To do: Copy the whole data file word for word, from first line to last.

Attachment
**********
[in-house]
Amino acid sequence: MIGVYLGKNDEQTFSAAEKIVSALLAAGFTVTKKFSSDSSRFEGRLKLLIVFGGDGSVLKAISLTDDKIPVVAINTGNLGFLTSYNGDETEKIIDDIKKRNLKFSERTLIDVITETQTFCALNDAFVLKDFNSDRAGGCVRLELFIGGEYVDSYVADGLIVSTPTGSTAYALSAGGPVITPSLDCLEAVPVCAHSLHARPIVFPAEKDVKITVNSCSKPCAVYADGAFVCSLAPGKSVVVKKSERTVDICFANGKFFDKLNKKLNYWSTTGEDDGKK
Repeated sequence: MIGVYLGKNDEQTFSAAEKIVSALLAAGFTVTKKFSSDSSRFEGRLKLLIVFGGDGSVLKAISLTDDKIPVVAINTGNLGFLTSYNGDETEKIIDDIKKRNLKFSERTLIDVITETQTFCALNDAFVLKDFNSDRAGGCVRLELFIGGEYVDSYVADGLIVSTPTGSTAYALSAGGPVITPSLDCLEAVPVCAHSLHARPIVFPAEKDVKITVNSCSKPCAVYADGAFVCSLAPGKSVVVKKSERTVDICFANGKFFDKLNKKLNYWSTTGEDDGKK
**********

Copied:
[in-house]
Amino acid sequence: MIGVYLGKNDEQTFSAAEKIVSALLAAGFTVTKKFSSDSSRFEGRLKLLIVFGGDGSVLKAISLTDDKIPVVAINTGNLGFLTSYNGDETEKIIDDIKKRNLKFSERTLIDVITETQTFCALNDAFVLKDFNSDRAGGCVRLELFIGGEYVDSYVADGLIVSTPTGSTAYALSAGGPVITPSLDCLEAVPVCAHSLHARPIVFPAEKDVKITVNSCSKPCAVYADGAFVCSLAPGKSVVVKKSERTVDICFANGKFFDKLNKKLNYWSTTGEDDGKK
Repeated sequence: MIGVYLGKNDEQTFSAAEKIVSALLAAGFTVTKKFSSDSSRFEGRLKLLIVFGGDGSVLKAISLTDDKIPVVAINTGNLGFLTSYNGDETEKIIDDIKKRNLKFSERTLIDVITETQTFCALNDAFVLKDFNSDRAGGCVRLELFIGGEYVDSYVADGLIVSTPTGSTAYALSAGGPVITPSLDCLEAVPVCAHSLHARPIVFPAEKDVKITVNSCSKPCAVYADGAFVCSLAPGKSVVVKKSERTVDICFANGKFFDKLNKKLNYWSTTGEDDGKK